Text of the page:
McDonogh has never beaten Loyola in swimming, and Eagles senior Mike Wheeler says it's time for a change.
"I've thought about it since my freshman year. I've thought about it, it seems, forever," said Wheeler, 18, a Woodbine resident. "To go out on top would be a great way to end my high-school career."
Wheeler set meet records at last year's Maryland Interscholastic Athletic Association championships in both the 200 freestyle (1 minute, 42.85 seconds) and the 500 freestyle (4: 35.94).
He also swam the first leg of the Wheeler winning 400 free relay and the backstroke leg of the runner-up 200 medley relay.
But even though Wheeler and company turned in what then-McDonogh coach Scott Ward called McDonogh's "best effort in my 11 years," they lacked the overall depth and experience to dethrone powerful Loyola.
As a result, the Dons captured their fifth consecutive championship meet title over the Eagles, 329-290.
Earlier that year, in a regular-season 105-71 dual-meet win, the Dons of coach Pete Schertle had won nine of 12 events to turn back McDonogh.
But Wheeler -- a two-time All-American swimmer who has signed with the University of Virginia on a scholarship -- said that if it's going to happen, this is the year.
McDonogh visits Loyola on Tuesday in an MIAA battle of 5-0 teams. But a win by McDonogh won't guarantee a regular-season crown unless the Eagles defeat once-beaten Gilman (4-1), the league's other top contender, in a meet at McDonogh on Feb. 2.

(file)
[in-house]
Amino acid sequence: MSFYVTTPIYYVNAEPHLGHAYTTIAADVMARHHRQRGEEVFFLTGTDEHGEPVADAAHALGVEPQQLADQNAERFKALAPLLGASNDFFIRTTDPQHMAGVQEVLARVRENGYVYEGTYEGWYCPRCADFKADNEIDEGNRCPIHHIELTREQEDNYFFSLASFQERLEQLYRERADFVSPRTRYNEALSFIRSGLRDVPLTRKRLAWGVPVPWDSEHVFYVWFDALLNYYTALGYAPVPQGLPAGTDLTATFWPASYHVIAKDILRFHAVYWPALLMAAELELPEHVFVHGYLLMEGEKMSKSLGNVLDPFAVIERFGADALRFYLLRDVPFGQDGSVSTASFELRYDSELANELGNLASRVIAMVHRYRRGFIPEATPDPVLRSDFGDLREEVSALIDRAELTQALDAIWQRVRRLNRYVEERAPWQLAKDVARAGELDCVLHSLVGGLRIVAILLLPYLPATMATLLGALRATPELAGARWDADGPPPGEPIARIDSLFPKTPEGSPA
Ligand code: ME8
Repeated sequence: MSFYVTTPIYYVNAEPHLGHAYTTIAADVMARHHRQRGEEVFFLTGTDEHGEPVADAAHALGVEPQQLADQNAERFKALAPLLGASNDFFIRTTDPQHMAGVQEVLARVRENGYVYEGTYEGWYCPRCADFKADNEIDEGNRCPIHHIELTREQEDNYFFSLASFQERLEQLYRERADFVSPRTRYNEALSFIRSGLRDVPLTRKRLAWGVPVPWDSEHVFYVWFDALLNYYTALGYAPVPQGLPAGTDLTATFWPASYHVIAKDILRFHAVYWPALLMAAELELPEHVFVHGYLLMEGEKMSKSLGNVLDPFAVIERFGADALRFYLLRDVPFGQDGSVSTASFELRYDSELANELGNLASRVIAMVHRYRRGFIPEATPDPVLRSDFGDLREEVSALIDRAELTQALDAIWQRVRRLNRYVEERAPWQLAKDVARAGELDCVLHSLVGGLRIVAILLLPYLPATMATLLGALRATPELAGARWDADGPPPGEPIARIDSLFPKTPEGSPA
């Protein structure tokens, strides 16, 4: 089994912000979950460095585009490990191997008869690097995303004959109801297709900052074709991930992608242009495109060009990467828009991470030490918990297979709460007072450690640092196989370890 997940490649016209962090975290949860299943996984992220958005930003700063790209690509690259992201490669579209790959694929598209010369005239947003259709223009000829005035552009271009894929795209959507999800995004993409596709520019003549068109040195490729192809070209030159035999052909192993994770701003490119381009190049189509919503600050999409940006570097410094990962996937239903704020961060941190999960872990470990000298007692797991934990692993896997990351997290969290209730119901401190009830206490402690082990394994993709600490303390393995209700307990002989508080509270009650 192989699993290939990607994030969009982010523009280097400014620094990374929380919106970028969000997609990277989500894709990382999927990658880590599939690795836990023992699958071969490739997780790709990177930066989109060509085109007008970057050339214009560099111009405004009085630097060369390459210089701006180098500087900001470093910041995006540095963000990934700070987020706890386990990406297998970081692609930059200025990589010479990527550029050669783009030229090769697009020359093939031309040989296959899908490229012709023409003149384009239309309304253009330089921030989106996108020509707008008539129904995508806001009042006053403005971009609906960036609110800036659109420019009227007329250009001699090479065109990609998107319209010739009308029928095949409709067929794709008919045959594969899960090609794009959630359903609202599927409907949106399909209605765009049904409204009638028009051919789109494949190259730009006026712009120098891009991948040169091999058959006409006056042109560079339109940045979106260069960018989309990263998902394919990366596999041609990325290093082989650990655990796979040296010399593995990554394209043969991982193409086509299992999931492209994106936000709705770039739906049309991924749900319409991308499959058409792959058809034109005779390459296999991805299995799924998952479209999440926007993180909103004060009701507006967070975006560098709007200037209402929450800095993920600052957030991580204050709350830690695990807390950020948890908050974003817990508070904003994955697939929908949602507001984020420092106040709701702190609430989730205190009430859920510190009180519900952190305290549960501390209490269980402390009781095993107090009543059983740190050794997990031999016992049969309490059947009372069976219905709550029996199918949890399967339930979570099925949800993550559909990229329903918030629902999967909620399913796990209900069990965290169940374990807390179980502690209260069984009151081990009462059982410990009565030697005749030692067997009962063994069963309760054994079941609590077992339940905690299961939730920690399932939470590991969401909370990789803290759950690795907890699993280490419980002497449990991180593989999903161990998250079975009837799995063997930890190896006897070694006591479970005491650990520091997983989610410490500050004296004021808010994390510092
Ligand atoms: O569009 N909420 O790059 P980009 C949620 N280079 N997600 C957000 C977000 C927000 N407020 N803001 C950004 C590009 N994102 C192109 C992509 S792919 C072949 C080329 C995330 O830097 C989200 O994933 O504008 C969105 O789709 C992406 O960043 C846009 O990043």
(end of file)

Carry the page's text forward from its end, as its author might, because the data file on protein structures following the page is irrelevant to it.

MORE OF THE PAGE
Only then would McDonogh have momentum for the league's big splashdown -- the league championship meet -- on Feb. 6 at Calvert Hall. Loyola already has faced and defeated Gilman in a close meet.
"It's been our goal all year to win MIAAs," said Wheeler, who has eclipsed eight school records at McDonogh. "Our depth has proven advantageous in our duals so far, and we're feeling pretty confident."
But the Eagles will need an all-out effort from versatile junior Jamie Todes, junior sprinter Scott Aszal and sophomores Eric Weinberg and Andrew Schapiro, with additional leadership required from seniors Bobby Smith and Jason Olszewski.
"We have a lot of depth this year, but Michael's our standout swimmer," said first-year coach Brent Miller. "Pretty much anything I put him in, we know he'll either win or place high."
Nicknamed "Gigantor," "Sasquatch" and "Bigfoot" for his size (6-foot-4, 195 pounds, size 14 feet), Wheeler is an honor-roll student. He became an Eagle Scout this past summer.
But Wheeler didn't just spend his entire off-season earning merit badges: He also improved as a swimmer.
In April, he was seventh nationally in both the 400- and 800-meter freestyle events at the Phillips 66 U.S. National Championships at the University of Minnesota.
In June, Wheeler's efforts were rewarded further: He was the only Marylander chosen to the 20-member U.S. National Junior team, which traveled to Sheffield, England, for the Grand Prix Meet.
"I did very well," said Wheeler, who competed against squads from Ireland, Japan, China and England. "It was great representing my country in my first international competition."
Wheeler, also a standout on the Eagles' water polo squad, has twice achieved "High Point," an honor bestowed upon the highest individual scorer in prestigious meets, at the University of Pittsburgh's Christmas Invitational in December and at last weekend's Retriever Classic at UMBC.
At UMBC, Wheeler also was co-winner of the P. J. Frappaolo Memorial Award in the 100-yard freestyle.
Pub Date: 1/24/99